Ice Age: Continental Drift (PG, 94 min.) HH The climate change of cliché has melted most of the charm and novelty from this computer-animated comedy-adventure series.
Jack Reacher (PG-13, 130 min.) HHH The tough-guy star of 17 novels in 15 years, author Lee Child's 6-foot-5, 250-pound military police officer turned crime-solving drifter morphs into smallish if fit Tom Cruise to make his movie debut.
CinePlanet 16, Collierville Towne 16, Cordova Cinema, DeSoto Cinema 16, Forest Hill 8, Hollywood 20 Cinema, Majestic, Palace Cinema, Paradiso, Stage Cinema.
Les Misérables (PG-13, 157 min.) HH Inspired by Victor Hugo's very serious 1862 novel of history, romance and moral philosophy, the musical "Les Misérables" has been a global phenomenon since the 1980s, generating a rabid and influential fan base that helped make America safe again for show tunes (as demonstrated by such living-room sing-a-long successes as "American Idol" and "Glee"). Contrary to its genre categorization, however, this epic film version from director Tom Hooper ("The King's Speech") is not particularly musical nor even tuneful. Anne Hathaway's show-stopping, single-take, solo version of "I Dreamed a Dream" provides the only moment of transcendence. .
CinePlanet 16, Collierville Towne 16, Cordova Cinema, DeSoto Cinema 16, Forest Hill 8, Hollywood 20 Cinema, Paradiso, Ridgeway Four, Stage Cinema, Studio on the Square.
Life of Pi (PG, 127 min.) HHH We're all in the same boat. Like its source novel, director Ang Lee's adaptation of Yann Martel's 2001 best-seller is captivating as long as it sticks to literalizing this notion of man's relationship to nature and the animal kingdom; it's less persuasive when it insists that its inspirational message may cause its audience to "believe in God." Suraj Sharma stars as 16-year-old Pi, a zookeeper's son shipwrecked in a lifeboat in the Pacific with a zebra, an orangutan, a hyena and a Bengal tiger with the incongruous name of "Richard Parker."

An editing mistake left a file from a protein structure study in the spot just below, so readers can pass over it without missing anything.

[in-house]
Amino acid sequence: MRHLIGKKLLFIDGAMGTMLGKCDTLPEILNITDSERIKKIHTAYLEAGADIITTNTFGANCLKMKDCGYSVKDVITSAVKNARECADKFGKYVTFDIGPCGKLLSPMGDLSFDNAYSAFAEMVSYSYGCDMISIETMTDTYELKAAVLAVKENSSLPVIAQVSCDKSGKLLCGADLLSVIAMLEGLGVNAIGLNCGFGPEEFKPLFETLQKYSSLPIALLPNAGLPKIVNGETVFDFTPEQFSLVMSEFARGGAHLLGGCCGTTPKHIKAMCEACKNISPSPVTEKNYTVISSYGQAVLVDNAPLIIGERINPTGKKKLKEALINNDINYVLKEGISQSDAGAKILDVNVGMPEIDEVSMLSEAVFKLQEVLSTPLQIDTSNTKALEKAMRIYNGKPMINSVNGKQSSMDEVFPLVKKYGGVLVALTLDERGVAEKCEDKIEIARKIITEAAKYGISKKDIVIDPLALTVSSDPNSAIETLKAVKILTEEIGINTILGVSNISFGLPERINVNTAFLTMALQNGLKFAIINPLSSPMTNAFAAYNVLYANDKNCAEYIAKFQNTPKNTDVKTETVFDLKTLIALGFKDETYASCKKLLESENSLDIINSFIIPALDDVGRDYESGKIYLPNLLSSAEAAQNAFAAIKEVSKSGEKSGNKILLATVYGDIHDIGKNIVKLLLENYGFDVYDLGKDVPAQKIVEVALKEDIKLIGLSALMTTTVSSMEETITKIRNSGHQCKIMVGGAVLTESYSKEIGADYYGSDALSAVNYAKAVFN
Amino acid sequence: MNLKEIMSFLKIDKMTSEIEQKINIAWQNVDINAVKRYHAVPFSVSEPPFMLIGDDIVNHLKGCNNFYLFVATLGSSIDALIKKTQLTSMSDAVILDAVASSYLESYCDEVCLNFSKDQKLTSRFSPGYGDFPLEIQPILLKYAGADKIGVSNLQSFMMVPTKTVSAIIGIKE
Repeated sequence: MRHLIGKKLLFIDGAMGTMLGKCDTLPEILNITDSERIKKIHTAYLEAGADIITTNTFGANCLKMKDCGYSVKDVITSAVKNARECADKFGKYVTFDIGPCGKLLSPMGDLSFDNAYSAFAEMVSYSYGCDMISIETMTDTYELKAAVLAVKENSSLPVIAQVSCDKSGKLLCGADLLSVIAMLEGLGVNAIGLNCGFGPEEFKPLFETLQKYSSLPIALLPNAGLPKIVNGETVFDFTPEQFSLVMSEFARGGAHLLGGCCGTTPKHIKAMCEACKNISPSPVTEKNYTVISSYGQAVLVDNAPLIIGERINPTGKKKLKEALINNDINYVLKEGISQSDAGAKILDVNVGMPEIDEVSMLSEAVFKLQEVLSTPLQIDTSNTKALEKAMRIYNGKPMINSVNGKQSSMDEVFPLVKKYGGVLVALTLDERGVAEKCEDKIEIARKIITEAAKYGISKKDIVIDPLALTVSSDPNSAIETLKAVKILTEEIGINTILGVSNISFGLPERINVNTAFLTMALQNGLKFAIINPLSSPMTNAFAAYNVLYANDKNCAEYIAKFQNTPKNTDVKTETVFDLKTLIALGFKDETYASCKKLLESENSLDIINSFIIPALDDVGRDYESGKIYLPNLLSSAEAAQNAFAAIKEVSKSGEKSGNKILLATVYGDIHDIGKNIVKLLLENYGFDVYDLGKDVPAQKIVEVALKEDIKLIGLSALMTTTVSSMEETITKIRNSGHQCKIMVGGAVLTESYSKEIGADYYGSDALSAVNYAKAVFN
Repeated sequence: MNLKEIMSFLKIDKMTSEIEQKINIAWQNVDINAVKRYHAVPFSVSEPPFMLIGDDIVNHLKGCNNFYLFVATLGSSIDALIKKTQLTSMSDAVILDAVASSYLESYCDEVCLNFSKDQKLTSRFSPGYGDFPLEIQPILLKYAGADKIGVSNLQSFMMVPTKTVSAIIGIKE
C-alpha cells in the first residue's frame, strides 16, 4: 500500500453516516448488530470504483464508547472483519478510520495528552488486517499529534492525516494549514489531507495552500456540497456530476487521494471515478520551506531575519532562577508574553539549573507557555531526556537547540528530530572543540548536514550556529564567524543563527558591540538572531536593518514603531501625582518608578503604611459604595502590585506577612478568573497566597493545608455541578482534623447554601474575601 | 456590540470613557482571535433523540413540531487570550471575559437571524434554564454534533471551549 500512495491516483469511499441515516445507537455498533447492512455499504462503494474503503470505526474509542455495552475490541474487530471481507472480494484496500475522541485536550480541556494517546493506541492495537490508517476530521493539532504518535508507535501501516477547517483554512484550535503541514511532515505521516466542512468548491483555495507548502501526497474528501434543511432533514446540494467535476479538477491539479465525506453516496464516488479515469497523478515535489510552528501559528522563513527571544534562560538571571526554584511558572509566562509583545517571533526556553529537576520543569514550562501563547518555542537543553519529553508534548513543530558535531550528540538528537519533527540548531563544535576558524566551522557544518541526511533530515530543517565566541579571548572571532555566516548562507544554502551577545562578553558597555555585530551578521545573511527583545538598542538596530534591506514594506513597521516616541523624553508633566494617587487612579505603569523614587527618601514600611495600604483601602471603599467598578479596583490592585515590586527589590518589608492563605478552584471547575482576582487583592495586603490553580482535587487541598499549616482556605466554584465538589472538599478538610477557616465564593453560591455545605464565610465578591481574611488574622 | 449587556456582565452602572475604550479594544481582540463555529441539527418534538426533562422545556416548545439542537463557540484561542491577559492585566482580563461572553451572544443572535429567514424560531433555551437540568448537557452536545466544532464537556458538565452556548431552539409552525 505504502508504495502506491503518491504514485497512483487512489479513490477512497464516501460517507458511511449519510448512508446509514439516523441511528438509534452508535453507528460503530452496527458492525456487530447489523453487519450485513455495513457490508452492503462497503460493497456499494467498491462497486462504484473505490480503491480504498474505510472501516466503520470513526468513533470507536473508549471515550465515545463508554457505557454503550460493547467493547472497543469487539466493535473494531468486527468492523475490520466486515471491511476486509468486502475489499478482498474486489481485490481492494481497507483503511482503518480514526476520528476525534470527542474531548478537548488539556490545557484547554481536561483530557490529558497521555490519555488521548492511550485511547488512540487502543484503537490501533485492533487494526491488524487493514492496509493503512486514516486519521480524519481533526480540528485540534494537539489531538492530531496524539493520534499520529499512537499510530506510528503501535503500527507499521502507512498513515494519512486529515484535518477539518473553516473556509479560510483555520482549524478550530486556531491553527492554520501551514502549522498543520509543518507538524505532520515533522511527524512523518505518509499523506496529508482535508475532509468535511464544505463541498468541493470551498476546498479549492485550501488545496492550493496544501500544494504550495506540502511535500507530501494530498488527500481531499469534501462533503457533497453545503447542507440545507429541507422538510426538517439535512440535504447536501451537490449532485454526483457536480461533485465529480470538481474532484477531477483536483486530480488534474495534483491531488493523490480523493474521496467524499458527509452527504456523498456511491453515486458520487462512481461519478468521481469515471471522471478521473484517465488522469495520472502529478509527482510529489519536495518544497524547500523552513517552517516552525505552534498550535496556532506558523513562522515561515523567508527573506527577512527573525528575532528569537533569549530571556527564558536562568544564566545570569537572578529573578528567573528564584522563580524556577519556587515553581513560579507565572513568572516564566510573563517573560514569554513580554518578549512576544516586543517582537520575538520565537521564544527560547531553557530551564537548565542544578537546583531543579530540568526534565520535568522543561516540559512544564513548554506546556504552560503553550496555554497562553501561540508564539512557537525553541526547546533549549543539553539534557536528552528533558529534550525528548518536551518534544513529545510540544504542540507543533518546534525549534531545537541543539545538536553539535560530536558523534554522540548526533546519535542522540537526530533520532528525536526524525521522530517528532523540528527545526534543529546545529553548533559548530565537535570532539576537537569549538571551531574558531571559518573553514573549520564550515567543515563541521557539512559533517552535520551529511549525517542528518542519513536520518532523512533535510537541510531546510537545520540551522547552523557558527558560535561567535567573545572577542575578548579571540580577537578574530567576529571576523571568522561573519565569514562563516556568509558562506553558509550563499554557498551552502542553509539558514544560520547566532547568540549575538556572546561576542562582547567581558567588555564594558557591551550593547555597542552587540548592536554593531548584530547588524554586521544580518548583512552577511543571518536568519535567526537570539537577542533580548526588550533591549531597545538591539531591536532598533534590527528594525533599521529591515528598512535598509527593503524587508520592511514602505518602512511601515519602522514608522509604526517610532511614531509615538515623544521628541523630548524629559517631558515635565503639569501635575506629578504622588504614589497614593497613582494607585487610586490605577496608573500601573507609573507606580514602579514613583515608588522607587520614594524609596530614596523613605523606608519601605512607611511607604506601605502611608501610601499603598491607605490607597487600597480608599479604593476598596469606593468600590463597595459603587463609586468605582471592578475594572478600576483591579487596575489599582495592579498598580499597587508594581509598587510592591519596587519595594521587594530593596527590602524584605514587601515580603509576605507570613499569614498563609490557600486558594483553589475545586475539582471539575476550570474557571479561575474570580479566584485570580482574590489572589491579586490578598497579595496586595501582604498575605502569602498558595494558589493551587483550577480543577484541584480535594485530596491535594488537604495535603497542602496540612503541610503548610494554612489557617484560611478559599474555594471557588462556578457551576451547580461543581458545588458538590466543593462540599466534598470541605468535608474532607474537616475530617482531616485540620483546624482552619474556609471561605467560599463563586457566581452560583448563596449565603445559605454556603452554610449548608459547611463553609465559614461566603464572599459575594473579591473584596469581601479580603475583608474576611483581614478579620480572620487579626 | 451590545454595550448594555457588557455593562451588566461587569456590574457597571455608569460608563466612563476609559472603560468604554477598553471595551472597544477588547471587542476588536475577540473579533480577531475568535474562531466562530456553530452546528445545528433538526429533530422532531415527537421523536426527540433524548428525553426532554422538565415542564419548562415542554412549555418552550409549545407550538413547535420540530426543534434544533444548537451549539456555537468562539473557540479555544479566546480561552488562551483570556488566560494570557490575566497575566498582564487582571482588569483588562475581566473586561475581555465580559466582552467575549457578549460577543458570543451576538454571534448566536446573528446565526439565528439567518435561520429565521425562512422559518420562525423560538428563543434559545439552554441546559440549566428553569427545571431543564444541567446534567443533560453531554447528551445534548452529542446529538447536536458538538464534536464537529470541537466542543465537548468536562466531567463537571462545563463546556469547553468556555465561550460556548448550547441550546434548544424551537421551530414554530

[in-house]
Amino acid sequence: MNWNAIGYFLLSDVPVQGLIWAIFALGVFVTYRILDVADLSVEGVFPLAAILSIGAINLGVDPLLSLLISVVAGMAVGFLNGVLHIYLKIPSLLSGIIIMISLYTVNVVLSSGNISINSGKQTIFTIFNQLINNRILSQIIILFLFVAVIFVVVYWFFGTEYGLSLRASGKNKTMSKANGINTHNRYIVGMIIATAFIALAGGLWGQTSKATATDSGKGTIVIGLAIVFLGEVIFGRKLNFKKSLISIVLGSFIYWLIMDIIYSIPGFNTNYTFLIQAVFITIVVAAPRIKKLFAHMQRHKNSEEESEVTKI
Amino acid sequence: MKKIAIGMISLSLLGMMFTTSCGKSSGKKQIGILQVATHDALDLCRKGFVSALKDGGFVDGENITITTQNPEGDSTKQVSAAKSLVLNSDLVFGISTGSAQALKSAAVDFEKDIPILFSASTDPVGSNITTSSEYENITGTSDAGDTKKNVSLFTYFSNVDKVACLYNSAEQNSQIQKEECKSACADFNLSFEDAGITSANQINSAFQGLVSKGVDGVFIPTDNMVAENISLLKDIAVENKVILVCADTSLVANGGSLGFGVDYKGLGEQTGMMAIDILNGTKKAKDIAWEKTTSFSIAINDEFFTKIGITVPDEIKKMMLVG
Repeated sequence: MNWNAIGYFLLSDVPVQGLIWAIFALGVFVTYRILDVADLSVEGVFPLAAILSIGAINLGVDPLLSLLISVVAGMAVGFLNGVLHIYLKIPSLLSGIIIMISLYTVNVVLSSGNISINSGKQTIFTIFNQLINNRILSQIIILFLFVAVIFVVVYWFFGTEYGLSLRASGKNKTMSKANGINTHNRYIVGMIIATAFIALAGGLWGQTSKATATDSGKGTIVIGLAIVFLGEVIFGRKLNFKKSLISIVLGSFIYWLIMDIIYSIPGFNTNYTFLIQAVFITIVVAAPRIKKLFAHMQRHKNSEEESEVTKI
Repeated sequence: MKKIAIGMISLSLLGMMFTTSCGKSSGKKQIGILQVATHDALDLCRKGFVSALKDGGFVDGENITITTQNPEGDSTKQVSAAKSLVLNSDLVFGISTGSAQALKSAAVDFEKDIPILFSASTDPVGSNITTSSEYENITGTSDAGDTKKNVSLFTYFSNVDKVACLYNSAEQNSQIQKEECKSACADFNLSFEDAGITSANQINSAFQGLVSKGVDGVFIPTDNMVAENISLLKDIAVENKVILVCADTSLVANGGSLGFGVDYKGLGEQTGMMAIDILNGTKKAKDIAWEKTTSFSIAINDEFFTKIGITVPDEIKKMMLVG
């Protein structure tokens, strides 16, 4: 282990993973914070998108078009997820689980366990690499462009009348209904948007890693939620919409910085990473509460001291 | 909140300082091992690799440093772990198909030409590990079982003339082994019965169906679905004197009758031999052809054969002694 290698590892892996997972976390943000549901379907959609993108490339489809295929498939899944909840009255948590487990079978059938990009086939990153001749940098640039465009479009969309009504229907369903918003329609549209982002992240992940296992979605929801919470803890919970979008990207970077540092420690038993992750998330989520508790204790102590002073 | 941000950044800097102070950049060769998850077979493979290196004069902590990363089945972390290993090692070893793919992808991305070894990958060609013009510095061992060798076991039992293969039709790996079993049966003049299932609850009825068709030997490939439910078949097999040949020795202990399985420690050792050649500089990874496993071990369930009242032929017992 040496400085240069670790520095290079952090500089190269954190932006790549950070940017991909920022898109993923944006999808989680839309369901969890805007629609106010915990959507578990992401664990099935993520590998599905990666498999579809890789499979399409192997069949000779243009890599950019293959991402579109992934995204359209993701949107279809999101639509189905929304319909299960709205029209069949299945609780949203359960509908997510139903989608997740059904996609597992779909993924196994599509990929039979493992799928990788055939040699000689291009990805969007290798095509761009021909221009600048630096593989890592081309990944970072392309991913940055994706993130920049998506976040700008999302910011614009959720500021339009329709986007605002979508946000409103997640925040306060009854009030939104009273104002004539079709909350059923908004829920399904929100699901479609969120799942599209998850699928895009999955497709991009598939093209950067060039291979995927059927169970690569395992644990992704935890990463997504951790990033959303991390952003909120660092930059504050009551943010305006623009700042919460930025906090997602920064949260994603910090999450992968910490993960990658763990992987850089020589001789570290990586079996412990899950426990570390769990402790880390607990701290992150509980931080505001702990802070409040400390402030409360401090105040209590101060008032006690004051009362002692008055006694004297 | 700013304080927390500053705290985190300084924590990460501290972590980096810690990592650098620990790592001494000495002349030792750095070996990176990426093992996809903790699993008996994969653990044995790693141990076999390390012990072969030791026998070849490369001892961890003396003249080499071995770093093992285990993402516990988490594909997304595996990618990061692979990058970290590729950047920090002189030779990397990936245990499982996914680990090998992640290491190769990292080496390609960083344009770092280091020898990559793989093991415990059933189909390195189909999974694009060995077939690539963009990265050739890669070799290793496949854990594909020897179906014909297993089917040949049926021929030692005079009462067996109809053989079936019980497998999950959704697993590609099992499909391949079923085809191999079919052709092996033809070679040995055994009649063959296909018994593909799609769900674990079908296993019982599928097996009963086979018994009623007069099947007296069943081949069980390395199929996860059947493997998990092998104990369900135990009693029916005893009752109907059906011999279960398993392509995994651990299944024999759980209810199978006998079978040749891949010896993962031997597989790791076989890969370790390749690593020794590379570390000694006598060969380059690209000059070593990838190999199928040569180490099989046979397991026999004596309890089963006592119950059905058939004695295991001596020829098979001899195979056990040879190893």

Palace Cinema, Wolfchase Galleria Cinema 8.
Lincoln (R, 150 min.) HHHH Returning to the themes of race, bondage and liberation that marked not just "Amistad" and "Schindler's List" but also "Indiana Jones and the Temple of Doom," director Steven Spielberg delivers his most actor-centric and word-heavy film, and the result is as much a tour de force as was "Jurassic Park."
Collierville Towne 16, Cordova Cinema, Paradiso, Studio on the Square. Opens Wednesday at the CinePlanet 16 and Hollywood 20 Cinema, Wolfchase Galleria Cinema 8.
Looper (R, 119 min.) HHHH Joseph Gordon-Levitt.
Monsters, Inc. (G, 92 min.) The Pixar classic is reissued in 3D.
CinePlanet 16 (in 3-D), Collierville Towne 16, DeSoto Cinema 16 (in 3-D), Hollywood 20 Cinema (in 3-D), Palace Cinema (in 3-D), Paradiso.
Parental Guidance (PG, 104 min.) A domestic comedy with Bette Midler and Billy Crystal as nosy parents.
CinePlanet 16, Collierville Towne 16, Cordova Cinema, DeSoto Cinema 16, Forest Hill 8, Hollywood 20 Cinema, Majestic, Palace Cinema, Paradiso, Stage Cinema, Summer Quartet Drive-In.
Pitch Perfect (PG-13, 112 min.) HH½ Too-cool-for-school freshman Anna Kendrick learns to love college when she joins a wacky female a cappella singing group in this spry B-film aimed at Generation Glee.